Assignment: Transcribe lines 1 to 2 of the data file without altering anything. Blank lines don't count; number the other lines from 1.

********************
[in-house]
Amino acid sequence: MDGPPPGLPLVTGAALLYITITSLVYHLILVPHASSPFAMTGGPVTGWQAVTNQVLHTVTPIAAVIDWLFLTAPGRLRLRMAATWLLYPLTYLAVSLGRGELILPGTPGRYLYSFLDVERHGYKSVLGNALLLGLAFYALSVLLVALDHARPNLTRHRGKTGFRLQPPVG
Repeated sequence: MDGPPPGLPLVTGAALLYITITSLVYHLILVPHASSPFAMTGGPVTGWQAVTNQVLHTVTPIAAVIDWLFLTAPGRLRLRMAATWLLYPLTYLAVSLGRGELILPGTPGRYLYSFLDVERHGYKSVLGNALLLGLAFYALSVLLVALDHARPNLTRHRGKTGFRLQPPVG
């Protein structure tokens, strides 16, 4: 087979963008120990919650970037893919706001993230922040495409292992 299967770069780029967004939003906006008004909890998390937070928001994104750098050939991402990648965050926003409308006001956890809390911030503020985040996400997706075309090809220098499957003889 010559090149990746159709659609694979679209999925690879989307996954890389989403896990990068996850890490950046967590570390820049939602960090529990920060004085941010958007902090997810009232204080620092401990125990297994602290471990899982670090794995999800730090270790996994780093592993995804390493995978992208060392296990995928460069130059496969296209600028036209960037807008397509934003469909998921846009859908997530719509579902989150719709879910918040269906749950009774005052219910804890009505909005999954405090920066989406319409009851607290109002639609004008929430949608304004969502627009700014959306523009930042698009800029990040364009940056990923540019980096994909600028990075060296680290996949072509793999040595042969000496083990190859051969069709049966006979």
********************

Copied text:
[in-house]
Amino acid sequence: MDGPPPGLPLVTGAALLYITITSLVYHLILVPHASSPFAMTGGPVTGWQAVTNQVLHTVTPIAAVIDWLFLTAPGRLRLRMAATWLLYPLTYLAVSLGRGELILPGTPGRYLYSFLDVERHGYKSVLGNALLLGLAFYALSVLLVALDHARPNLTRHRGKTGFRLQPPVG